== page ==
In Charlotte Brontë’s Jane Eyre, many times Jane’s love interest Rochester is seen as a hero. But which type of hero is Rochester? Many literary critics argue between Rochester being a tragic hero, others a Byronic hero. When analyzing the text, Rochester seems to embody much more of a Byronic character, someone dark and moody, yet brilliant who “sometimes hints of forbidden love,” and can be seen as a “wanderer” (UHCL). Through these characteristics and many more that come with being a Byronic character, it’s very clear that Brontë was influenced by this extremely popular Romantic-era personality.
Initially, Rochester’s “wanderer” characteristics are very evident and are announced in Chapter 11 by Mrs. Fairfax: "He is rather peculiar, perhaps: he has travelled a great deal, and seen a great deal of the world, I should think. I dare say he is clever" (Brontë 136). Other times Rochester is seen as a wanderer is when his trips throughout Europe before meeting Bertha are written about, where his promiscuous affair with Celine Varens is revealed. Rochester never can really “sit still,” he is always moving around from country to country, not even being able to stay at his own home at Thornfield Hall for more than a few weeks before departing again mysteriously. The wanderer that Rochester is just begins to classify him as the type of hero Byron developed.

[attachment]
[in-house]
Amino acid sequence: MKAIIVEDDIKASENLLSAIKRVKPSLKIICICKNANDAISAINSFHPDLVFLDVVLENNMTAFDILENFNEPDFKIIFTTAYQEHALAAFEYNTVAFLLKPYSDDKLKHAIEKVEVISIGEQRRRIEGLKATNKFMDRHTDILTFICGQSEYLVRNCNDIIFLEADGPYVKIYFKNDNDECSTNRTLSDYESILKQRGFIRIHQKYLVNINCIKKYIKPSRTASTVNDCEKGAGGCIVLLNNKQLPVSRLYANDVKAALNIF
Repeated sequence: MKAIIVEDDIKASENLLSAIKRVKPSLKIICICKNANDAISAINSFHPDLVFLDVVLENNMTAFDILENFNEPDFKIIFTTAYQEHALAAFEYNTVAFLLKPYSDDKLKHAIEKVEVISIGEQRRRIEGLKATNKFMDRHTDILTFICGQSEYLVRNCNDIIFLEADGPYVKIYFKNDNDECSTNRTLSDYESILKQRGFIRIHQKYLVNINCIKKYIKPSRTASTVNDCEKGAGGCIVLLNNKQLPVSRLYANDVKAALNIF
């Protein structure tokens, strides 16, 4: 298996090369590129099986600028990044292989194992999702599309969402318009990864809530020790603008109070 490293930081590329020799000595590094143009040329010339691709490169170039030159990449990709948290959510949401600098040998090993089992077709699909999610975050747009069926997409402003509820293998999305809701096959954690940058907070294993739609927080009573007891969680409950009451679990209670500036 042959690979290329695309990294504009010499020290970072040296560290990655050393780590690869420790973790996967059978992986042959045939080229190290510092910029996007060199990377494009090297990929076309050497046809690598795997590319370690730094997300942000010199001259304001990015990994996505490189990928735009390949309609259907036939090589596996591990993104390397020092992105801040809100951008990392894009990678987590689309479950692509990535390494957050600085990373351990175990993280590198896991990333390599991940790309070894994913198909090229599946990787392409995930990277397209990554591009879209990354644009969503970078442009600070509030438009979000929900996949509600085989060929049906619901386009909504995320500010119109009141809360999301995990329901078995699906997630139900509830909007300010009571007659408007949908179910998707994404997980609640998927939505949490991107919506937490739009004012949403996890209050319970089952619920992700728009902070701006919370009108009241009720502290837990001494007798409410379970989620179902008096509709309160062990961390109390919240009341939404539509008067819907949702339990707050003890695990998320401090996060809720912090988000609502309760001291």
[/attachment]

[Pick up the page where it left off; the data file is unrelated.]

Furthermore, Byronic heroes many times have sinful thoughts and like previously stated, crave forbidden love. Essentially, Rochester and Jane’s love was forbidden, considering his on-going marriage with the insane Bertha. Rochester simply neglects to think of the moral and legal importance of not cheating on his wife by marrying another woman, as he gets as far as the wedding ceremony before his secret is revealed. Overall, his lack of care for Bertha and their marriage, seeing her as “his burden,” as well as his sin of attempting to marry another woman while already married further shows Rochester as a Byronic character. Although sinful and, sometimes, hard to love, Rochester still somehow makes his way into many of the readers hearts as we constantly root for Jane and his relationship to become a reality. Brontë shows us that even the most careless and sometimes evil characters can somehow become likeable for readers in both Brontë’s time and today.
"American Renaissance & American Romanticism: The Byronic Hero." University of Houston - Clear Lake. N.p., n.d. Web. 19 Feb. 2015.
Brontë, Charlotte, Fritz Eichenberg, and Bruce Rogers. Jane Eyre. New York: Random House, 1943. Web.